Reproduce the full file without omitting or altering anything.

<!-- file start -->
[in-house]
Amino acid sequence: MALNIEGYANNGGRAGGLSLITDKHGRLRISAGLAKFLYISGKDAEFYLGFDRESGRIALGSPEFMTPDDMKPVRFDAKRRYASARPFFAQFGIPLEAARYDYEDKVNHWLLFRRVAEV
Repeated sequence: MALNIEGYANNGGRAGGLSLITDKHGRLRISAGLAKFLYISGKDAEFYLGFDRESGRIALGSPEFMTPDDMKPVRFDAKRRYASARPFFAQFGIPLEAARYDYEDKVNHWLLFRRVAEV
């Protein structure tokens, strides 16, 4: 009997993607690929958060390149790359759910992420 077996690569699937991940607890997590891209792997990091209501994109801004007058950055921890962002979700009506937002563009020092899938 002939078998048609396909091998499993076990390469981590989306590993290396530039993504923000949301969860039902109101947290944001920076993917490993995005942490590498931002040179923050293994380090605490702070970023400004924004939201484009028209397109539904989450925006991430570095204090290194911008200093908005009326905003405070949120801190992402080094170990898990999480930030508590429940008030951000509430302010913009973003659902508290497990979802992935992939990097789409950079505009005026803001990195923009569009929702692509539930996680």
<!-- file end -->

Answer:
[in-house]
Amino acid sequence: MALNIEGYANNGGRAGGLSLITDKHGRLRISAGLAKFLYISGKDAEFYLGFDRESGRIALGSPEFMTPDDMKPVRFDAKRRYASARPFFAQFGIPLEAARYDYEDKVNHWLLFRRVAEV
Repeated sequence: MALNIEGYANNGGRAGGLSLITDKHGRLRISAGLAKFLYISGKDAEFYLGFDRESGRIALGSPEFMTPDDMKPVRFDAKRRYASARPFFAQFGIPLEAARYDYEDKVNHWLLFRRVAEV
């Protein structure tokens, strides 16, 4: 009997993607690929958060390149790359759910992420 077996690569699937991940607890997590891209792997990091209501994109801004007058950055921890962002979700009506937002563009020092899938 002939078998048609396909091998499993076990390469981590989306590993290396530039993504923000949301969860039902109101947290944001920076993917490993995005942490590498931002040179923050293994380090605490702070970023400004924004939201484009028209397109539904989450925006991430570095204090290194911008200093908005009326905003405070949120801190992402080094170990898990999480930030508590429940008030951000509430302010913009973003659902508290497990979802992935992939990097789409950079505009005026803001990195923009569009929702692509539930996680």